The right exercises will retrain your spine muscles to regain stability and increase hip mobility. Start with exercises such as the plank that will help keep your spine stable.Below we feature seven useful exercises to help relax your hips and support your core hence relieve back pain. Before undertaking any of the exercises below, always do warm-ups or stretching exercises to prevent further injury to the lower back.
One Knee-Kneeling Hip Flexor Stretch
This is a flexibility exercise that will help you achieve flexible hip flexors hence relieve pressure on the spine. Kneeling on the left knee, tighten your abdominal muscles, and push your pelvis forward without letting the pelvis tip forward. Reach up with your right hand and across for 30-60 seconds repeating on each side.
Vertical Hamstring Stretch
If you that feel your hamstrings are taut, these simple hamstring stretchexercises will help loosen them. However, if you experience a zinging sensation or tightness into your calves when you do this exercise, it may be caused by your nerve, in which case you should see your physical therapist.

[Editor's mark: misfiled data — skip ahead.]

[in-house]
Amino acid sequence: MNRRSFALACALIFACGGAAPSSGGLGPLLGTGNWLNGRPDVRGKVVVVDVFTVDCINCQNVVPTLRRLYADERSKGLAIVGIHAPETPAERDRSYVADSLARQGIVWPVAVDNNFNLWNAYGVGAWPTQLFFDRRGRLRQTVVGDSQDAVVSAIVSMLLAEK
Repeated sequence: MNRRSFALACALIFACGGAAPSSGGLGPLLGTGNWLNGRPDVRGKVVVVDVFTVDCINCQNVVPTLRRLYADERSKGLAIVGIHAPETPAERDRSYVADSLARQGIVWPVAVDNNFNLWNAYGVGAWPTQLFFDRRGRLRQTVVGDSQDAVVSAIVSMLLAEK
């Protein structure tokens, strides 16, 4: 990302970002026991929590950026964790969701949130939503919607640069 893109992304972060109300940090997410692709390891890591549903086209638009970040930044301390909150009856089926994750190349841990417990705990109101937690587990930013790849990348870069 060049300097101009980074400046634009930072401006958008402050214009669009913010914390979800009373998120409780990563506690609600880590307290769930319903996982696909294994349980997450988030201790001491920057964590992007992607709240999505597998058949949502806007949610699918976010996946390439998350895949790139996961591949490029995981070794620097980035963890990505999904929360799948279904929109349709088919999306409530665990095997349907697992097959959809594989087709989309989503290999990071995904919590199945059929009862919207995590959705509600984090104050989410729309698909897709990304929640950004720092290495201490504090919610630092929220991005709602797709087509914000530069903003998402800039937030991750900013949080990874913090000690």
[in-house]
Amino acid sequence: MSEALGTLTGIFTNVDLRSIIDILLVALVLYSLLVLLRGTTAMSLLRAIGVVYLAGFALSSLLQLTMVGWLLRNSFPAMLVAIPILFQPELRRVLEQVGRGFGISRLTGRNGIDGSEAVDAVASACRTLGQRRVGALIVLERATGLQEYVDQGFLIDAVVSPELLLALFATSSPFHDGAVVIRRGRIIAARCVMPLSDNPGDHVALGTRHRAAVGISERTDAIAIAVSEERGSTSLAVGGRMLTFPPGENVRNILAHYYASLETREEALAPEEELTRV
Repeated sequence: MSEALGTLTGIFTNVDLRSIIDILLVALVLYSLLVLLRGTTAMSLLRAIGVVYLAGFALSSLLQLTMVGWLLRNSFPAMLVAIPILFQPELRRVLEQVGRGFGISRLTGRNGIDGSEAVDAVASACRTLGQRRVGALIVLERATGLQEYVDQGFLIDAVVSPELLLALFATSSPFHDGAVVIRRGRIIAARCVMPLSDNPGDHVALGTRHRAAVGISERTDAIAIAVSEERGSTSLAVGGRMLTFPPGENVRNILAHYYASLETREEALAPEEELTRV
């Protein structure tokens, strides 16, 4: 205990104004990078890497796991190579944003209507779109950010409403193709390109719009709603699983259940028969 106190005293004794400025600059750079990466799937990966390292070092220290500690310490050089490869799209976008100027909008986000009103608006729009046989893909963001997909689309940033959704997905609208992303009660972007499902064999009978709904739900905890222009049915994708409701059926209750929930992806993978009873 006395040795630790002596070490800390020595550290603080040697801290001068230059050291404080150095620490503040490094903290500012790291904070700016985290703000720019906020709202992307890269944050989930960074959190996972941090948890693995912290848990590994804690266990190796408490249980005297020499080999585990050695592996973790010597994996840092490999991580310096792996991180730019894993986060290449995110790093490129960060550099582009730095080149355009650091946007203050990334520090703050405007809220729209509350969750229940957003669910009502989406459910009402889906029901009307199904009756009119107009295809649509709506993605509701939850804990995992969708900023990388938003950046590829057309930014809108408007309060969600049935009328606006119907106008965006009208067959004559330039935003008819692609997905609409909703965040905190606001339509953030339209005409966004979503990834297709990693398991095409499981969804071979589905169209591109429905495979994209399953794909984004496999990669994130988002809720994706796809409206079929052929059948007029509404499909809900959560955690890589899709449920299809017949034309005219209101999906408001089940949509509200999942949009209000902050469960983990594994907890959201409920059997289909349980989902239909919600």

To increase your hamstring flexibility, place your left leg onto an elevated surface. Reach your navel towards your knee keeping your back straight and your hands out of the way, to prevent rounding out your back. Do this for 30-60 seconds on each leg.
This stretch can also be done in a supine position (flat on your back) using a belt.
Modified Side Plank
The side plank is one of the best exercises for strengthening your core as it engages allfour of your deep trunk muscleswithout compressing your spine. It is also a great workout for improving your posture and building shoulder strength.
Starting with the modified side plank, support your bodyweight on your forearm with your knees stacked together. Hold side plank for 10 seconds, resting 3 seconds to complete a circuit. Do 10 reps.
Flat Back Dead Bug March
The supine dead bug march is an excellent exercise for abdominal engagement and core stability.Lie on your back but keep your natural archon your back by placing a small folded towel under your lumbar spine to assist. Bend your knees at 90-degrees over your hips, and then raise your arms and legs up to the ceiling. Touch one toe to the ground, and back to the starting position. Do this for 2 minutes then repeat on the opposite leg.